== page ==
The OMFS says that range-of-motion testing (CPT 95851) and grip-strength testing (CPT 95852) are separate procedures, not normally charged on the same date as an E/M code (office visit). The OMFS does not say how an adjuster is to pay for the services when they are billed concurrently. Some adjusters/bill review services pay for the E/M code and disallow the testing, others pay for the testing and disallow the E/M code, and still others pay for whichever is greater. In pursuing recovery for such billing by my clients, I adopt the latter strategy, consistent with Civil Code 3536, "The greater includes the lesser." After all, it doesn't make much sense to think that three ROM charges (at $46.74 each) and a GST (at $34.47) are somehow included in CPT 99211 (for $23.35), for instance. Similarly, my in-house billing service disallows a single ROM charge when CPT 99213, 99214, or 99215 is charged on the same date of service.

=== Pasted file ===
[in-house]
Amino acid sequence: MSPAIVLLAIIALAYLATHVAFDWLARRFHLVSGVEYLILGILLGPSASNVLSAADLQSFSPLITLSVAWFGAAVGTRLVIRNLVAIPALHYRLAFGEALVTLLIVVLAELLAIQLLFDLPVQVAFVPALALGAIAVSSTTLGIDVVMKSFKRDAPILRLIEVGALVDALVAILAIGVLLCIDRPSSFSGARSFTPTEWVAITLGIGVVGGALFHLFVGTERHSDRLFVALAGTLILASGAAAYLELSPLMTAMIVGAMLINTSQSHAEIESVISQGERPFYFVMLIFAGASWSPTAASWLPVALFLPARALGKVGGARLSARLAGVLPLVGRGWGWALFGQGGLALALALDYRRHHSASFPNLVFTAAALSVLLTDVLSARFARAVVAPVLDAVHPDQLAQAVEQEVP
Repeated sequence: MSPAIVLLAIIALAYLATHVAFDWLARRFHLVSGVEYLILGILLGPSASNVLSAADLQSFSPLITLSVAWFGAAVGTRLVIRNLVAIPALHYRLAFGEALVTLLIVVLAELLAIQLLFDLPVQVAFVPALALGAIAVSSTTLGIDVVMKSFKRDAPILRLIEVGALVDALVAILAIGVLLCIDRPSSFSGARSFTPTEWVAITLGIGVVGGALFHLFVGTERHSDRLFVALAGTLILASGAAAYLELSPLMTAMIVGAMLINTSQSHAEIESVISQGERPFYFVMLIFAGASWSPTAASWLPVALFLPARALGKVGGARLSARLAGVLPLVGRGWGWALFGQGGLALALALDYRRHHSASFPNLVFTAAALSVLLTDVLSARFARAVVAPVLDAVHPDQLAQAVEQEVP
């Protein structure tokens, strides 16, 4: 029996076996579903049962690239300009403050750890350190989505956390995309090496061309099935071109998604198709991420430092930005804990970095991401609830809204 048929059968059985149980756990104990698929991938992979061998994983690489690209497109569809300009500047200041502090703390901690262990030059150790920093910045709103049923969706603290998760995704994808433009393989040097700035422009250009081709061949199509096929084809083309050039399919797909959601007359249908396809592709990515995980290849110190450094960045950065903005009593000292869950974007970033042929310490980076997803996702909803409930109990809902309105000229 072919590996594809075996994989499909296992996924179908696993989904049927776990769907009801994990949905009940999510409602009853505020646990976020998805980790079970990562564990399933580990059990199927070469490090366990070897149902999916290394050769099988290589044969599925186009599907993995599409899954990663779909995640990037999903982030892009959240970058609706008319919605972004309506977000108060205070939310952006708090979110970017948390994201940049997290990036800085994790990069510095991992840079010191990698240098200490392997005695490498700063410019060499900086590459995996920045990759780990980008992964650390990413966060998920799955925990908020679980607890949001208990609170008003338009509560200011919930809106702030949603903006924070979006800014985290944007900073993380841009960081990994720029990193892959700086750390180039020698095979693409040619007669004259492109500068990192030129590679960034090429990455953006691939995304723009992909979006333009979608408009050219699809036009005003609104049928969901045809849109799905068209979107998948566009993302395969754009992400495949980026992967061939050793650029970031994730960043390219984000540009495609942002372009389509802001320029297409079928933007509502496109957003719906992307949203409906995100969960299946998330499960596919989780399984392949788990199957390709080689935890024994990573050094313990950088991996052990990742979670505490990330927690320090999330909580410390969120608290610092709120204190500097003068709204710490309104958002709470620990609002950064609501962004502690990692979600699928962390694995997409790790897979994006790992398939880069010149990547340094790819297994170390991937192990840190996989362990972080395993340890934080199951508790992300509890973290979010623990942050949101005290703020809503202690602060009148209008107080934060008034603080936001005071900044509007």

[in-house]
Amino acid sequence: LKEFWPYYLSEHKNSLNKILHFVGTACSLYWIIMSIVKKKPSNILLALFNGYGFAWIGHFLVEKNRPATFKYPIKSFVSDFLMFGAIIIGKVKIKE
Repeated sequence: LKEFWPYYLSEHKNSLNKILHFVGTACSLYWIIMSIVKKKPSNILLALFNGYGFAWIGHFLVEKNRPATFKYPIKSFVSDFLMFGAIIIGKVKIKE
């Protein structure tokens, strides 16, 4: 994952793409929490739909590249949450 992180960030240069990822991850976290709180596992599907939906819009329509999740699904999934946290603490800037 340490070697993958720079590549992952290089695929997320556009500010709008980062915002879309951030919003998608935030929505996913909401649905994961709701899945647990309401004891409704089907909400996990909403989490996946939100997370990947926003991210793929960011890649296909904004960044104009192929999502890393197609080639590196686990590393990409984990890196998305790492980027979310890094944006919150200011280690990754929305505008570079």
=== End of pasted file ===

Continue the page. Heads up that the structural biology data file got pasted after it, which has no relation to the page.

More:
In lien trials where the concurrent charges were at issue, WCJs have accepted the approach that the greater of the two charges is payable and the lesser is disallowed. None of those decisions went to the WCAB on reconsideration.
When Sue Honor Vangerov was in charge of the DWC's Medical Unit a few years ago, she said that it was her personal opinion, not speaking for the DWC, that both the testing charges and the office visits should be paid if the testing measurements were included in a report. She said that the OMFS ground rules may be revised to address the issue, but then nothing happened.
Since there is often a dispute when charges for both services are billed concurrently, I advised my clients to bill only for the office visit or for the testing, whichever is greater. Like magic, the disputes disappeared and payment arrived for the service that was billed.